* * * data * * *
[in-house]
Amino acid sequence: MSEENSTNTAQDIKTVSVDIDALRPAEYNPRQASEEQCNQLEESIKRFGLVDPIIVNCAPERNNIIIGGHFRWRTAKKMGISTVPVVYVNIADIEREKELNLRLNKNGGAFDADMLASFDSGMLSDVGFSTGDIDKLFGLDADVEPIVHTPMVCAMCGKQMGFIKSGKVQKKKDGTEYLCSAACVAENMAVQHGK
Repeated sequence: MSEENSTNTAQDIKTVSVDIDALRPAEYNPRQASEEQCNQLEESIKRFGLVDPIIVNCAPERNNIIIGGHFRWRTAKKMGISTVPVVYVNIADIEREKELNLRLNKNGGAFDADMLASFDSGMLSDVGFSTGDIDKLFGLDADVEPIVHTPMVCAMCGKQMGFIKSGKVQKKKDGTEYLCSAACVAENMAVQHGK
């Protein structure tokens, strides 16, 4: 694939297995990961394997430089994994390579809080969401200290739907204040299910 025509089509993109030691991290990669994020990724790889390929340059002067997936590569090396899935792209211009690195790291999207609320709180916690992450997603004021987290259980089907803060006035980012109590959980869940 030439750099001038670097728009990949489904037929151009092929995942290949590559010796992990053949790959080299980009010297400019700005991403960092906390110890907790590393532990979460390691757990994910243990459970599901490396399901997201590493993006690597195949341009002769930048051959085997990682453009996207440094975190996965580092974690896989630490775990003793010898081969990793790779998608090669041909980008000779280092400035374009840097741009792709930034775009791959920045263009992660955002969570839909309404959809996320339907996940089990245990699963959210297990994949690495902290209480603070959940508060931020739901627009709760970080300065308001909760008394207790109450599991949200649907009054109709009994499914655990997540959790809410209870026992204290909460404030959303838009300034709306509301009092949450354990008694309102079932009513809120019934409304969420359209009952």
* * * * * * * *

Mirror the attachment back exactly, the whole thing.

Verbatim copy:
[in-house]
Amino acid sequence: MSEENSTNTAQDIKTVSVDIDALRPAEYNPRQASEEQCNQLEESIKRFGLVDPIIVNCAPERNNIIIGGHFRWRTAKKMGISTVPVVYVNIADIEREKELNLRLNKNGGAFDADMLASFDSGMLSDVGFSTGDIDKLFGLDADVEPIVHTPMVCAMCGKQMGFIKSGKVQKKKDGTEYLCSAACVAENMAVQHGK
Repeated sequence: MSEENSTNTAQDIKTVSVDIDALRPAEYNPRQASEEQCNQLEESIKRFGLVDPIIVNCAPERNNIIIGGHFRWRTAKKMGISTVPVVYVNIADIEREKELNLRLNKNGGAFDADMLASFDSGMLSDVGFSTGDIDKLFGLDADVEPIVHTPMVCAMCGKQMGFIKSGKVQKKKDGTEYLCSAACVAENMAVQHGK
């Protein structure tokens, strides 16, 4: 694939297995990961394997430089994994390579809080969401200290739907204040299910 025509089509993109030691991290990669994020990724790889390929340059002067997936590569090396899935792209211009690195790291999207609320709180916690992450997603004021987290259980089907803060006035980012109590959980869940 030439750099001038670097728009990949489904037929151009092929995942290949590559010796992990053949790959080299980009010297400019700005991403960092906390110890907790590393532990979460390691757990994910243990459970599901490396399901997201590493993006690597195949341009002769930048051959085997990682453009996207440094975190996965580092974690896989630490775990003793010898081969990793790779998608090669041909980008000779280092400035374009840097741009792709930034775009791959920045263009992660955002969570839909309404959809996320339907996940089990245990699963959210297990994949690495902290209480603070959940508060931020739901627009709760970080300065308001909760008394207790109450599991949200649907009054109709009994499914655990997540959790809410209870026992204290909460404030959303838009300034709306509301009092949450354990008694309102079932009513809120019934409304969420359209009952």